Besides intentions to change our individual behaviours, citizens need to let our decision-makers and policy makers know they want – and expect – healthier amenities in their neighbourhoods; they need to let developers know they want healthier buildings and residential developments when they are looking for places to buy or rent; they need to let the restaurants and stores they spend money at know they want healthier food options. There are things that can be done to make our daycares and schools healthier for our kids. But these things won’t happen unless we know what’s worked in other places and then make it known that we want and expect these things too in our own communities.” – Dr. Karen Lee, MD MHSc FRCPC, Associate Professor, Division of Preventive Medicine, Dept of Medicine, University of Alberta, and author of Fit Cities. www.drkarenlee.com
Each year the Yards staff and board members sort through a myriad of great things to do, places to eat and sights to see in Edmonton’s downtown and beyond. We try to bring you experiences we love; food that brings joy, new experiences for readers to try, and great places to go. And if there’s something we missed, let us know! Tell us on social media, snail us a mail, or even collar us in person. We’d love to hear from you.
Best Place to Be Seen
WINNER: JW Marriott Lobby Bar High ceilings, gleaming marble bar, and a variety of seating arrangements ranging from cozy to comfortable-group, make this the ultimate hangout when you’re in the mood to be noticed. Signature cocktails, charcuterie and cheese boards, and fresh seafood to please all of your senses. Hit up Happy Hour every day 3 – 6 p.m. and 9 p.m. to close. (10344 102 St, 780.784.8580, Braven – The Lobby Bar)
RUNNER UP: Edmonton Downtown Farmers’ Market (new location) The Quarters on the east edge of downtown is the new home of the farmers’ market, and it’s still a hot destination every weekend. Pick up everything you need while staying warm regardless of the weather. (YEGDT Market)
RUNNER UP: Archetype With four custom designed workout studios for yoga, HIIT, spin and boxing classes, plus specially trained coaches, this is more than a gym – it’s an Instagram-worthy lifestyle. (10344 102 St Suite 501, 780.784.8585, Archetype)
RUNNER UP: Alex Decoteau Park – Dog Off-Leash You and Fido are sure to make new friends at this popular off-leash park–bring a ball and show off your pup’s fetching skills. (10230 105 St, Alex Decoteau Park)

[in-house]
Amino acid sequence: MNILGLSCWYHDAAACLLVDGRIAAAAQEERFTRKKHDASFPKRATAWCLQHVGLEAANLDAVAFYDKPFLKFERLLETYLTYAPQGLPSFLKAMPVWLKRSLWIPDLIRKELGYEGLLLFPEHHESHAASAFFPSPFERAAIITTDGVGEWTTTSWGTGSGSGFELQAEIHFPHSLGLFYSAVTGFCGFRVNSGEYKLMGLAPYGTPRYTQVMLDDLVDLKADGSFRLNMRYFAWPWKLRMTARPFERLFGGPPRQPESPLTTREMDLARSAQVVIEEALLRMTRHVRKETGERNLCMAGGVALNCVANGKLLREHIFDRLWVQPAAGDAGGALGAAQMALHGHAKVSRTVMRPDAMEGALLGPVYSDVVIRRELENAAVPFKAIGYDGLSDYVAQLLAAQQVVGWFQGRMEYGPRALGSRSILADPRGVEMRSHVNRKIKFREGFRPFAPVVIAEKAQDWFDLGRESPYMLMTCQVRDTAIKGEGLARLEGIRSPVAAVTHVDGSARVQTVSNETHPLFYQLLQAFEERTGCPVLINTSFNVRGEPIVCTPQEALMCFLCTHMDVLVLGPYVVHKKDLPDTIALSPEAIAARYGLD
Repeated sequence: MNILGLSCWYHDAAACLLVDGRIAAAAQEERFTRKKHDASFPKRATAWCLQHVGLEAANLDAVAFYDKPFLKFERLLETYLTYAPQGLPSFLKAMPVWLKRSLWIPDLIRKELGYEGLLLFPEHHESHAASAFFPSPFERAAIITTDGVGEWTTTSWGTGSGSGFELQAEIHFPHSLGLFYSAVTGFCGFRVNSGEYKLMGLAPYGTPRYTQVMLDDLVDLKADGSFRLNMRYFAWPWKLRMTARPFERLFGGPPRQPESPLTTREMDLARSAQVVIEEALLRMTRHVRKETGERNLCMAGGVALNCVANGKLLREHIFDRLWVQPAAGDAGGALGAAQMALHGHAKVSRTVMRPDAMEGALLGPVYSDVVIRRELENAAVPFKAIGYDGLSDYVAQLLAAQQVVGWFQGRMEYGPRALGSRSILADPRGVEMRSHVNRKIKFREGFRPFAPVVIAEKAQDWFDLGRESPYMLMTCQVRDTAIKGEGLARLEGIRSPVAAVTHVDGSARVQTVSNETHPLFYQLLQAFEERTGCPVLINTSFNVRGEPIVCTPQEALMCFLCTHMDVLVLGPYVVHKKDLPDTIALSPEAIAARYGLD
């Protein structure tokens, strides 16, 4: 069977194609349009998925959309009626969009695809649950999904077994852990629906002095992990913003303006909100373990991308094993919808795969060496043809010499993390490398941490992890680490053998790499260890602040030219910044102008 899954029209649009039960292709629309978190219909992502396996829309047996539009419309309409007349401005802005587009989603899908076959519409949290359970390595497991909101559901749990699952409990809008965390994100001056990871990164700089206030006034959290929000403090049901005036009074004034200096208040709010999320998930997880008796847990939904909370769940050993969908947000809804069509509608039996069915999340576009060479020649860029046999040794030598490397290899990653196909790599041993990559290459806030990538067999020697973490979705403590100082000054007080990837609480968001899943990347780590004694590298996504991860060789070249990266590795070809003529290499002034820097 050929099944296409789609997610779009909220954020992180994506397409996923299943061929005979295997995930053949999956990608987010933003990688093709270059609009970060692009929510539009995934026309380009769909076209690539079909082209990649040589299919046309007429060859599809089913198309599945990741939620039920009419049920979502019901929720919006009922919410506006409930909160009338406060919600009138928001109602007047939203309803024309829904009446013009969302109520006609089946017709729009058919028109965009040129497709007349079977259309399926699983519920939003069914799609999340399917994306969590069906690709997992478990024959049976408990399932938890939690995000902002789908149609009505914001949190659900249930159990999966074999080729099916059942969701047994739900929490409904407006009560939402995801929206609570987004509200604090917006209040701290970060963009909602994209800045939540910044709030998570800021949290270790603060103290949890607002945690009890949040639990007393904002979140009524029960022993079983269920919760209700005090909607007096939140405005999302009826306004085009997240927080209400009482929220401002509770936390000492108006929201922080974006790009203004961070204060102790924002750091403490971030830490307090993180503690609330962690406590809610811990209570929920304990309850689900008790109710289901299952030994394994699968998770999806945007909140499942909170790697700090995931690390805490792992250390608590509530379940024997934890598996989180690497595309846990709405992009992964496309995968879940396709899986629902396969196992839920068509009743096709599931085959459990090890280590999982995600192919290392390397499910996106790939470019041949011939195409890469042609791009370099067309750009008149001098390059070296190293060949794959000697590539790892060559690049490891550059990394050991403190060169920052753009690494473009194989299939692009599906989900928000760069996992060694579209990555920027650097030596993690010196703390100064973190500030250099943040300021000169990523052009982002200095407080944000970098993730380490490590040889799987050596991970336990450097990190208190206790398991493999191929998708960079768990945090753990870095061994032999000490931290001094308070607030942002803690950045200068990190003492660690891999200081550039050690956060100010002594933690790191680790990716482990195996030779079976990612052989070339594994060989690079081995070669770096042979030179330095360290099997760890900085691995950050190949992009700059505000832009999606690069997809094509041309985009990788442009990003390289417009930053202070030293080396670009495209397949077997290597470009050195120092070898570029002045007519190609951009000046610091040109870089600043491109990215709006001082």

– Sydnee Bryant
WINNER: OEB This all-day breakfast spot has risen well above the classic eggs benny fare with its exquisite breakfast poutines featuring everything from philly-style beef short-rib and brown butter hollandaise to lobster and shrimp scrambled eggs. Sides include duck-fat fried potatoes and chicken blueberry sausages. It’s open every morning and serves breakfast all day so Tuesday morning can be the new Sunday brunch. (10174 100A St, 587.520.0936 or 110240 124 St, 780.250.0788, Eat OEB)
RUNNER UP: Blue Plate Diner After faithfully patronizing this restaurant for 15 years in the warehouse district, fans were devastated when co-owners John Williams and Rima Devitt announced they were leaving 104 Street, but their new larger location near 124 Street does not disappoint. They’re also running brunch every day of the week. Try the Blue Plate Breakfast–it comes in a large and a small size for $14 and $9. The new space houses a bar and a spot for coffee drinkers. (12323 Stony Plain Rd, Blue Plate Diner)
RUNNER UP: Yellowhead – Drag Brunch Once a month Yellowhead Brewery runs Drag Brunch. You purchase tickets for one of two seatings at 10 a.m. or 1 p.m. and for $30 you get an all-you-can-eat buffet brunch. It’s an all-ages venue but patrons are warned there could be use of adult language and subject matter. (10229 105 Street NW, search Eventbrite for Yellowhead Drag Brunch)
– Jodine Chase
Best Below Ground
WINNER: Prairie Noodle You cannot get more underground than the radical mix of Alberta flavours and ramen. The wizardry of Chef Eric Hanson and the crew of the locally owned shop is featured in seasonal menus, but they are constantly exploring their passion for original and inviting cuisine. This winter, experience their latest creation or savour a ramen bowl with one of the shop’s sensational umeboshi eggs. (10350 124 St, 780.705.1777, Prairie Noodle Shop)
RUNNER UP: Cavern Descend to Cavern for a morning caffeine injection, a stimulating lunch meeting, or to snag some triple crème brie for your evening. Visit this charming space to get cultured. (10169 104 St NW, 780.455.1336, The Cavern)
RUNNER UP: The Shoe Shine Shack Get your kicks collecting sneakers? Have them detailed at this subterranean secret. Shane and his team offer dazzling results while you wait–or drop your dressier shoes off for a polish and do curb-side pickup. (10359 104 St NW, 780.236.5428, The Shoe Shine Shack)
– Sydnee Bryant
Best Reason to Download an App